Employee or Independent Contractor: Understanding the Difference and Its Implications

In one of our most recent podcast episodes, we discussed a topic that often confuses many business owners and directors – the classification of staff members as employees or independent contractors. This blog post aims to share the insights from that discussion, highlighting the importance of correctly classifying workers and the potential consequences of misclassification.

The Importance of Correct Classification

During this episode, Kate and Carrie emphasized the significance of correctly classifying workers. They pointed out that some directors and owners might be tempted to classify their staff as contractors to avoid paying taxes. However, this practice is illegal and can lead to penalties and fines.

They explained that if someone is treated like an employee, they should be classified as such and not as a contractor. For instance, if a worker is told what to do, provided with materials, and works exclusively for one employer, they are considered an employee. On the other hand, consultants or trainers who bring their own supplies and have more control over their work would be considered contractors.

The Consequences of Misclassification

Misclassifying workers can have severe consequences, including the IRS seizing bank accounts. Therefore, it’s crucial to follow the IRS guidelines and properly classify workers to avoid legal issues.

Determining Employee or Contractor Status

Kate and Carrie discussed several tests that can help determine whether someone is an employee or a contractor. For example, if the boss has the right to fire the person, they are an employee. If the business pays for the worker’s expenses or sets their hours, they are also considered an employee. Conversely, if the worker is hired through an employment agency, they may be classified as a contractor.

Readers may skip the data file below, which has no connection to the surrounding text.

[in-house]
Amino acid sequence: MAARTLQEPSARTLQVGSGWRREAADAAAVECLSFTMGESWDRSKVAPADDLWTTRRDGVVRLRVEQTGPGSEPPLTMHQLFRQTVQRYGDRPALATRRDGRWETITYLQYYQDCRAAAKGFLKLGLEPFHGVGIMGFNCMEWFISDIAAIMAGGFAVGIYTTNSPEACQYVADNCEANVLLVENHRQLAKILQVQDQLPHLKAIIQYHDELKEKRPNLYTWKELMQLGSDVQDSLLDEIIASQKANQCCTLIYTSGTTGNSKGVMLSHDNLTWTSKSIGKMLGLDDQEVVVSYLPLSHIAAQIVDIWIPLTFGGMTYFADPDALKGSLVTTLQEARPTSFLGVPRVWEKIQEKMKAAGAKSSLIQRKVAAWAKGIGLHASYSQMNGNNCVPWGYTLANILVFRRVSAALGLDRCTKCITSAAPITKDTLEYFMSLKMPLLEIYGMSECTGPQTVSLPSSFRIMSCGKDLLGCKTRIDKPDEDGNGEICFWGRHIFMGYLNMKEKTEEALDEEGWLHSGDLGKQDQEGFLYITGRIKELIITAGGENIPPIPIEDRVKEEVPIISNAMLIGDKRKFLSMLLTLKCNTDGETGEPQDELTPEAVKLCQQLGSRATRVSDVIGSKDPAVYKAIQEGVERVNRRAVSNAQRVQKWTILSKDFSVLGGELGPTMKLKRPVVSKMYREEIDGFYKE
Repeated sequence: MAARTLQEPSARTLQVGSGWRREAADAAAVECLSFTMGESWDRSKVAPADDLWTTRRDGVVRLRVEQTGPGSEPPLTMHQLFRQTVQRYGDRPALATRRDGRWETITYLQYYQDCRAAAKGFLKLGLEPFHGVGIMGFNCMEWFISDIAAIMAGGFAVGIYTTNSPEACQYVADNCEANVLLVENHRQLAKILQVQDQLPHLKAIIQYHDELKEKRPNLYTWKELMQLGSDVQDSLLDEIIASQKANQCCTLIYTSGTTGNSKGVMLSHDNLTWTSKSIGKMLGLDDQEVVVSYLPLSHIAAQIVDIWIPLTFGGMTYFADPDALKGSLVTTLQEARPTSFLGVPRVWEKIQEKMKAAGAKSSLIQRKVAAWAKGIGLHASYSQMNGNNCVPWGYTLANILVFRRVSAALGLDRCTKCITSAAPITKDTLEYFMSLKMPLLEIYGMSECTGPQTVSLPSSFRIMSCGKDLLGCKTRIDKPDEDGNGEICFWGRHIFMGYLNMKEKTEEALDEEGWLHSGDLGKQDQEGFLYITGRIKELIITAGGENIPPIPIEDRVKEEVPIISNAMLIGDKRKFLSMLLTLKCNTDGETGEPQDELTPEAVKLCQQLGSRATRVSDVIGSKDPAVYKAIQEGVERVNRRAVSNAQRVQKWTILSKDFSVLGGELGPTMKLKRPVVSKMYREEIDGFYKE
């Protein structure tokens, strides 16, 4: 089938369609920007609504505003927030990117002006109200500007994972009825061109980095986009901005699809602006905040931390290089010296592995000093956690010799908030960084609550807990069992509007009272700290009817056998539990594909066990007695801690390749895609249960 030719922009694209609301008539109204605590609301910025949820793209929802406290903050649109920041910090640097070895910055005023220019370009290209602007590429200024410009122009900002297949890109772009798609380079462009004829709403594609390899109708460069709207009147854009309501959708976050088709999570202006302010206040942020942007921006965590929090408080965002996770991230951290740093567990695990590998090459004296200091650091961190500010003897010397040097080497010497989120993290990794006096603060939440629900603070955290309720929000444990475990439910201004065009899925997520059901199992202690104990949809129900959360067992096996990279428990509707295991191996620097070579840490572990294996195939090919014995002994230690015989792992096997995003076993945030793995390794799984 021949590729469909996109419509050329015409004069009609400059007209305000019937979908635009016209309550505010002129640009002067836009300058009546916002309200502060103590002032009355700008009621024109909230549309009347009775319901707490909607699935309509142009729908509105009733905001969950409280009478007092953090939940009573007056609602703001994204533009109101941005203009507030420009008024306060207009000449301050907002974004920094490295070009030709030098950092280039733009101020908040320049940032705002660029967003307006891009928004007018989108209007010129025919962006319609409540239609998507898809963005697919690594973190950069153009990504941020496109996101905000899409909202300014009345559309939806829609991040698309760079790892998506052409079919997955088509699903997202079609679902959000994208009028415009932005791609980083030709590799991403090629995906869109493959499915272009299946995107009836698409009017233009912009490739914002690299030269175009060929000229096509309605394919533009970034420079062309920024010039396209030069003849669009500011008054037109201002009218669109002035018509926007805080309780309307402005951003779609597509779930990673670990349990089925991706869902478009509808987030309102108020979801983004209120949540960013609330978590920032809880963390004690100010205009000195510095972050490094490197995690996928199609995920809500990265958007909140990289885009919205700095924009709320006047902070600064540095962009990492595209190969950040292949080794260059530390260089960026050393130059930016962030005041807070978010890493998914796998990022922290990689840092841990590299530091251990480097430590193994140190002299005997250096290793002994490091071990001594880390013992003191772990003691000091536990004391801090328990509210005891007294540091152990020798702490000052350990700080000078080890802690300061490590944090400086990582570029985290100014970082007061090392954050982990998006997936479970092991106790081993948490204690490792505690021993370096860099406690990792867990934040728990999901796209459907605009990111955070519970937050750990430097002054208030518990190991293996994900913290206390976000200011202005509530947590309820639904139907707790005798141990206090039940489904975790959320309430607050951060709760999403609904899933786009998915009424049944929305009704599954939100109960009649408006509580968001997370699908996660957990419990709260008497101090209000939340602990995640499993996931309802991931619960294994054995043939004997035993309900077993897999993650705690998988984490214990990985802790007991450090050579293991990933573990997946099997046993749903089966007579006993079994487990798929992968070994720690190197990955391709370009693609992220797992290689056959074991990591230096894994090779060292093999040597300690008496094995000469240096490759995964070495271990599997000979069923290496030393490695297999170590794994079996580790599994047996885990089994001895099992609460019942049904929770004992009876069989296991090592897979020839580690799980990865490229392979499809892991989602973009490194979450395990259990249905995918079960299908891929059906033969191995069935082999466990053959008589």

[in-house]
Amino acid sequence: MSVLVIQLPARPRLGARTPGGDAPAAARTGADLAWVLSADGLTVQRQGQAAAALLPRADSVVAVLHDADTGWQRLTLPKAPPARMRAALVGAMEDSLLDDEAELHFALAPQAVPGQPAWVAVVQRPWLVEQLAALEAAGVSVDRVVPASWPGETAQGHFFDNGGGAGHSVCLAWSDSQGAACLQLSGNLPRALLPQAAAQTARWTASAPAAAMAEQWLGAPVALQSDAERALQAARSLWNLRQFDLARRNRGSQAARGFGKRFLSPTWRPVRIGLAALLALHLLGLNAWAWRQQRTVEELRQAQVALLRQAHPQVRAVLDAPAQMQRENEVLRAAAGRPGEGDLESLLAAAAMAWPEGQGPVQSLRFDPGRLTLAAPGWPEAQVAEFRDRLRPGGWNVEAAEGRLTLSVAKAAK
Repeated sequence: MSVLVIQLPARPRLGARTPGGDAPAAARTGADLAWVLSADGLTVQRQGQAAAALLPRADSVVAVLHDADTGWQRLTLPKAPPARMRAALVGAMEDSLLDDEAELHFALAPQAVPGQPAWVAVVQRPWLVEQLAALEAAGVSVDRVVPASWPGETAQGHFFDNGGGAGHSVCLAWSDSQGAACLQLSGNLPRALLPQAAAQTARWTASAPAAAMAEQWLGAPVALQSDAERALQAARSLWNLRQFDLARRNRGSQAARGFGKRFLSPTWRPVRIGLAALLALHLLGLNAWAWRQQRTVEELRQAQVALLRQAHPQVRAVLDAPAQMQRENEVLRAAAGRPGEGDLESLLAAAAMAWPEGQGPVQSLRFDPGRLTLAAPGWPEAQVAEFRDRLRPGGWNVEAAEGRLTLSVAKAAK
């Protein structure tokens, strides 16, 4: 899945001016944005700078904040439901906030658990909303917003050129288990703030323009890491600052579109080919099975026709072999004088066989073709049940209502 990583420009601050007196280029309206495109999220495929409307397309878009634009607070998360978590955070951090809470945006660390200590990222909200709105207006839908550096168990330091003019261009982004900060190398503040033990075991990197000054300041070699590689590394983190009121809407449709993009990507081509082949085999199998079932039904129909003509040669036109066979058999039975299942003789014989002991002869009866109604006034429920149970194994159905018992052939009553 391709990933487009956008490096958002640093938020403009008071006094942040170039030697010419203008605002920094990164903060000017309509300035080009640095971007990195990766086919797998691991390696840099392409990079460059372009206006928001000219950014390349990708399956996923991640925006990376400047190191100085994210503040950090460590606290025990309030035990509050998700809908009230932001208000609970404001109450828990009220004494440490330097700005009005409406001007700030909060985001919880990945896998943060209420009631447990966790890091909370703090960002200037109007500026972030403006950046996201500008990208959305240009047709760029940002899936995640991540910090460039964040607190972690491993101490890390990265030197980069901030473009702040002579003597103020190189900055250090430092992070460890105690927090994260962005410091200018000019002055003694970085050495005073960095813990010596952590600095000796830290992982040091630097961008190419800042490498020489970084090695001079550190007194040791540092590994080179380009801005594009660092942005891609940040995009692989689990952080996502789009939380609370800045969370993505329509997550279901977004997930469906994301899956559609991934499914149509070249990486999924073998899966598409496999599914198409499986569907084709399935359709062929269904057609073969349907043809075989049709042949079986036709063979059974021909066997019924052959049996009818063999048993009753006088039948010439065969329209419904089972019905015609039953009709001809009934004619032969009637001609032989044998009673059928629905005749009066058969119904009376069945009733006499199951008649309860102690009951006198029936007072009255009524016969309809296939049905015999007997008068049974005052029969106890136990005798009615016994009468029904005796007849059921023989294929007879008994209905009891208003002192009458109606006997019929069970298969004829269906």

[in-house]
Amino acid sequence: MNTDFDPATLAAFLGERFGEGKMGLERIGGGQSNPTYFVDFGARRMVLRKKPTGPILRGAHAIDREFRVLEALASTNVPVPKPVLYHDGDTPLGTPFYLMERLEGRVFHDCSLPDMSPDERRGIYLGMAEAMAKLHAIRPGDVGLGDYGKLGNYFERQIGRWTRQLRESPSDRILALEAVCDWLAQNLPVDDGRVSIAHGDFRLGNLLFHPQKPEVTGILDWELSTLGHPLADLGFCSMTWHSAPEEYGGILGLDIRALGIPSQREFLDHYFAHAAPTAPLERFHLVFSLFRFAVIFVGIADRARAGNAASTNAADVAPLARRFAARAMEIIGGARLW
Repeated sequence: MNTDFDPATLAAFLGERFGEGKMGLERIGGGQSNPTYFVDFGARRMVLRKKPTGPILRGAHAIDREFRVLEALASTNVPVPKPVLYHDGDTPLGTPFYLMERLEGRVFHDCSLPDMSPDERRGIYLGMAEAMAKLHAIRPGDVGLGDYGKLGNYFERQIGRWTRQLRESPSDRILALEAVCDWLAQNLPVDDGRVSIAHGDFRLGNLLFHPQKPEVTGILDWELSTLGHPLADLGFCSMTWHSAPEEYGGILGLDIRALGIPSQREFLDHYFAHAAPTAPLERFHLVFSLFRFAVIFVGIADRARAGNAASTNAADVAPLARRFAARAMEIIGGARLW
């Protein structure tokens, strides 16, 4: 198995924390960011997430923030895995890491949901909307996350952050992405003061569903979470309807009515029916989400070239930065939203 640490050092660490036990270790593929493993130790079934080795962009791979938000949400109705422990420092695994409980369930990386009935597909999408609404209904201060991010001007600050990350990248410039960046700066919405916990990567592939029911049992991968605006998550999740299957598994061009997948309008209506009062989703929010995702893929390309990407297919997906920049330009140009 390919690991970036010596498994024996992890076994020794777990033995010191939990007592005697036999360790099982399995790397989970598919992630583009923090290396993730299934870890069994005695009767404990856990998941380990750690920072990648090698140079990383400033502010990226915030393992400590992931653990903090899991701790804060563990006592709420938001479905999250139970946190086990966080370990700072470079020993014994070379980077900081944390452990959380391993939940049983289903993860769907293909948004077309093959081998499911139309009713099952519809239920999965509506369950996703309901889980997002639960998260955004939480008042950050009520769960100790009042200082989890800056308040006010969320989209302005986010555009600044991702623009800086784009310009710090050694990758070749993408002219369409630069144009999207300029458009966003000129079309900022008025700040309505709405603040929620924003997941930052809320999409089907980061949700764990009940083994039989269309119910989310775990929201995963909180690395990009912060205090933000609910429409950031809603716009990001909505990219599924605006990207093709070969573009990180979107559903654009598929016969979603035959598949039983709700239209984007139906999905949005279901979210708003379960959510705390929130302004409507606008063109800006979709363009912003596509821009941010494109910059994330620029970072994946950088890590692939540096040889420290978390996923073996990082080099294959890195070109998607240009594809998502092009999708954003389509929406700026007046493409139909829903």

Addressing Misclassification

If you’ve misclassified workers in the past, it’s advisable to come clean to the IRS and be prepared for any consequences. Carrie provided some practical advice on how to approach the difficult conversation with the owner or board who may resist changing the classification of staff members.

She suggested involving accountants or bookkeepers, who are unlikely to support illegal practices, to help convey the message to the owner. If there is no professional service in place, Carrie advised doing thorough research before having the conversation. She recommended visiting the IRS website and looking for documents on contractor versus employee classification.

Correcting Misclassification

Kate emphasized the need to correct the situation immediately and reach out to the IRS to rectify any back payments. Failure to address the issue can lead to severe penalties and fees, and in some cases, even jail time.

Protecting Your Business

Kate and Carrie stressed the need to protect oneself and one’s business by properly classifying workers. They advised listeners to take action now, even if it means signing up for a payroll service like QuickBooks, to avoid potential issues with taxes and payroll forms at the end of the year.

Seeking Guidance

If you feel unsure about the legalities of running a business, Kate and Carrie encourage you to seek guidance from a business coach or mentor. They believe that having someone help navigate potential surprises and ensure all legal requirements are met is crucial.

Texas Director does offer business coaching. Fill out the form on our website to schedule an initial meeting: https://texasdirector.org/coaching/


In conclusion, understanding the difference between an employee and a contractor is vital for any business owner or director. Sharing this information with others, particularly managers and childcare center owners, can help them avoid penalties and fees. Remember, correctly classifying your workers is not just a matter of best practices, but it’s also a legal requirement.


Check out our podcast episode to learn more!